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Information about all aspects of finances affected by a serious health condition. Includes income sources such as work, investments, and private and government disability programs, and expenses such as medical bills, and how to deal with financial problems.
Information about all aspects of health care from choosing a doctor and treatment, staying safe in a hospital, to end of life care. Includes how to obtain, choose and maximize health insurance policies.
Answers to your practical questions such as how to travel safely despite your health condition, how to avoid getting infected by a pet, and what to say or not say to an insurance company.

Financial Snapshot: Gathering The Information You Need To Create

Information About The Financial Aspects Of Your Health

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Your physical health rather than your age, marital status or dependents becomes an important part of your planning foundation. Two facts are important to learn: life expectancy on a statistical basis and anticipated costs related to your health condition.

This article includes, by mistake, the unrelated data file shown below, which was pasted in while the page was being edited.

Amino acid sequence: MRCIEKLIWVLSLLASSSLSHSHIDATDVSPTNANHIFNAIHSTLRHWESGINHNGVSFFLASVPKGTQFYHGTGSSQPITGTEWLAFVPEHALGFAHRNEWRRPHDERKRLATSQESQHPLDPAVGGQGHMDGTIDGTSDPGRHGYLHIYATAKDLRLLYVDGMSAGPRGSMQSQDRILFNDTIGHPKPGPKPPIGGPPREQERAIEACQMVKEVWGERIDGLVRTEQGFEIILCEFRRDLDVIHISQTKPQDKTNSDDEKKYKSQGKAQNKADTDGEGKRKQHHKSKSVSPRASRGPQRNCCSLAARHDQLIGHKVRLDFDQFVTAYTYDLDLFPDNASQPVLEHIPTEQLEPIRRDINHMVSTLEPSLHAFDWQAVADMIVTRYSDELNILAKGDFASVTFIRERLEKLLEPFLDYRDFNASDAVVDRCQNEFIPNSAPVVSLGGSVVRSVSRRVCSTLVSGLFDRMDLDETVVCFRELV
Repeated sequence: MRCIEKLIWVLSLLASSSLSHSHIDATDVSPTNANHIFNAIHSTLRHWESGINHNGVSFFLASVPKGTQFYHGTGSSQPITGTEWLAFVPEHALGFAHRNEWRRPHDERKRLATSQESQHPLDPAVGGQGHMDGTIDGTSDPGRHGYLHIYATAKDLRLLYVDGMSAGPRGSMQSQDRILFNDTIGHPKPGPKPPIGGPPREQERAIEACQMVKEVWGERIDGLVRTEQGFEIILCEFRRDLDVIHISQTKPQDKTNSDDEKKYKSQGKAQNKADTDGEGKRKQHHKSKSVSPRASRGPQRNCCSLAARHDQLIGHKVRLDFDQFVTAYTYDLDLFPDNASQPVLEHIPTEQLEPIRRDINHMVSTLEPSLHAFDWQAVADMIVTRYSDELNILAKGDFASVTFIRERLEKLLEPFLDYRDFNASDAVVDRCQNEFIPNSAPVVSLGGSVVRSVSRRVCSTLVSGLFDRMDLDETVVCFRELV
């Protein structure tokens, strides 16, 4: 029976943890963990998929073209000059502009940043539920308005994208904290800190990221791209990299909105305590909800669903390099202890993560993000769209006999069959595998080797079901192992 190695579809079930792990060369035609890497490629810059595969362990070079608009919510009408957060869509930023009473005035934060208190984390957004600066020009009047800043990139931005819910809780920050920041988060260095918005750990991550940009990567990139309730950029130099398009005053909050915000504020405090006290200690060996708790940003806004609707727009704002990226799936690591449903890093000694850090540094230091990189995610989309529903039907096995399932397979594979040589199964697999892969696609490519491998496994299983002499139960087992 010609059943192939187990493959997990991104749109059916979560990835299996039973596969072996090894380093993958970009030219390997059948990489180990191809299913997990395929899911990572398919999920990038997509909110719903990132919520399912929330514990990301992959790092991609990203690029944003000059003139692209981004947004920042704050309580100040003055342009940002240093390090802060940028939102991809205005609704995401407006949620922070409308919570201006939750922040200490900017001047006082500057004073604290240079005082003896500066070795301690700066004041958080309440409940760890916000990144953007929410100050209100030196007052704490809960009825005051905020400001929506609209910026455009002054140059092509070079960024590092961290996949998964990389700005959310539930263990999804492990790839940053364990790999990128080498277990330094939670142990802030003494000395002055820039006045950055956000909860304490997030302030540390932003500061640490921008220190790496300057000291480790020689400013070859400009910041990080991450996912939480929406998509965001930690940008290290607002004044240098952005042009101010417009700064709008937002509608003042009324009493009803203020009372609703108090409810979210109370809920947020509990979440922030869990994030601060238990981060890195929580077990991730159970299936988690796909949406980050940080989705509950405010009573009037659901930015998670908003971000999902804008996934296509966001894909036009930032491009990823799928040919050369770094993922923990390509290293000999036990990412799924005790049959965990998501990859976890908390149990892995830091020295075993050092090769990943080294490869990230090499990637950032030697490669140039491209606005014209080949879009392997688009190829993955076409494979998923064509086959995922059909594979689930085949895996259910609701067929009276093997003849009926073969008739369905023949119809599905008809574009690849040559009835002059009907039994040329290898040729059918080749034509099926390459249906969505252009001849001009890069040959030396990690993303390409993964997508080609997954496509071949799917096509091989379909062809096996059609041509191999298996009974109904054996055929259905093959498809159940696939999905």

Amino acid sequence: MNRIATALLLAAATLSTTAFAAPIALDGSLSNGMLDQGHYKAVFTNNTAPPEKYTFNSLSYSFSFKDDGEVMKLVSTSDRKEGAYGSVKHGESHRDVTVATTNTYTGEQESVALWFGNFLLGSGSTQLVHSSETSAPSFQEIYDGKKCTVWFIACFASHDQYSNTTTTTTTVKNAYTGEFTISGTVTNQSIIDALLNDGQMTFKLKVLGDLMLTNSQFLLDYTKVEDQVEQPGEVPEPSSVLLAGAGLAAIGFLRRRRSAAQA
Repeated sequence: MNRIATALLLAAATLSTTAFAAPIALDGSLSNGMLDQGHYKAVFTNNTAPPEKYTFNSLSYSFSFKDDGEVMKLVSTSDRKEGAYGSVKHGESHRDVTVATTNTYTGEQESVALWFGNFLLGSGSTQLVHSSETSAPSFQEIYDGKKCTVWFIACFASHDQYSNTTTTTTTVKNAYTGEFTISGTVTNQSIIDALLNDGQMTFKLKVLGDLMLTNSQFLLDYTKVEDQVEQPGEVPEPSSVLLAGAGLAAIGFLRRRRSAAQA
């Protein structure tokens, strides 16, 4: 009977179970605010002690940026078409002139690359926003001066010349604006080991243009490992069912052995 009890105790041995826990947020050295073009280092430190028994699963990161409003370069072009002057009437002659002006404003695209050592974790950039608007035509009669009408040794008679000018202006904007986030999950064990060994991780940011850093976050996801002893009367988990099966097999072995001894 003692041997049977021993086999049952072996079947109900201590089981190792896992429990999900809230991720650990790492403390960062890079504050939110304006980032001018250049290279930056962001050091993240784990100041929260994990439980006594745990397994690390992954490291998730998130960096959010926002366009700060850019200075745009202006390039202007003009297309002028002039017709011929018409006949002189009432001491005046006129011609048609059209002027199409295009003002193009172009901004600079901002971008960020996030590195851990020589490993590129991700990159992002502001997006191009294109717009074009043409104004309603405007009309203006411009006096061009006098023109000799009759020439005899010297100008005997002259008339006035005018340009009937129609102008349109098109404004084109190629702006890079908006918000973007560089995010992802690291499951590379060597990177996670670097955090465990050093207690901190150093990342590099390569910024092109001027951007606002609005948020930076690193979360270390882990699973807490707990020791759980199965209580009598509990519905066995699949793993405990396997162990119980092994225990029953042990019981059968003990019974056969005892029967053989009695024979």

Keep in mind that your longevity is the number of years you would live if you were a statistic instead of the unique person you are. By definition, statistics only tell what happens to a large group of people at a similar point with a similar condition. If you mistakenly focus on it as a reality, according to the doctors who study the mind/body connection, it may become a self fulfilling prophecy. If research into this area is a problem for you, ask a family member or friend to do it for you. To learn more about life expectancy, click here.

The second bit of information you will need is the "average" cost for treating a condition like yours as well as an average time line for when money is spent. For example, with cancer, the cost curve is generally like a barbell: usually costs are heavy just after diagnosis, then somewhat low until the end of life, when they tend to increase again. With HIV/AIDS, there is a high annual expense for drugs which may be followed by heavy medical and hospital expenses toward the end of life.  Alzheimer's is characterized by a lot of expense for custodial care.  Diabetes has a wedge-shaped pattern: the direct medical expenses keep increasing until the end stage.

Your health care provider should be able to give you an idea of determine your statistical life expectancy and possibly the average cost of treatment information. If not, contact your national disease specific nonprofit organization.

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Life Expectancy

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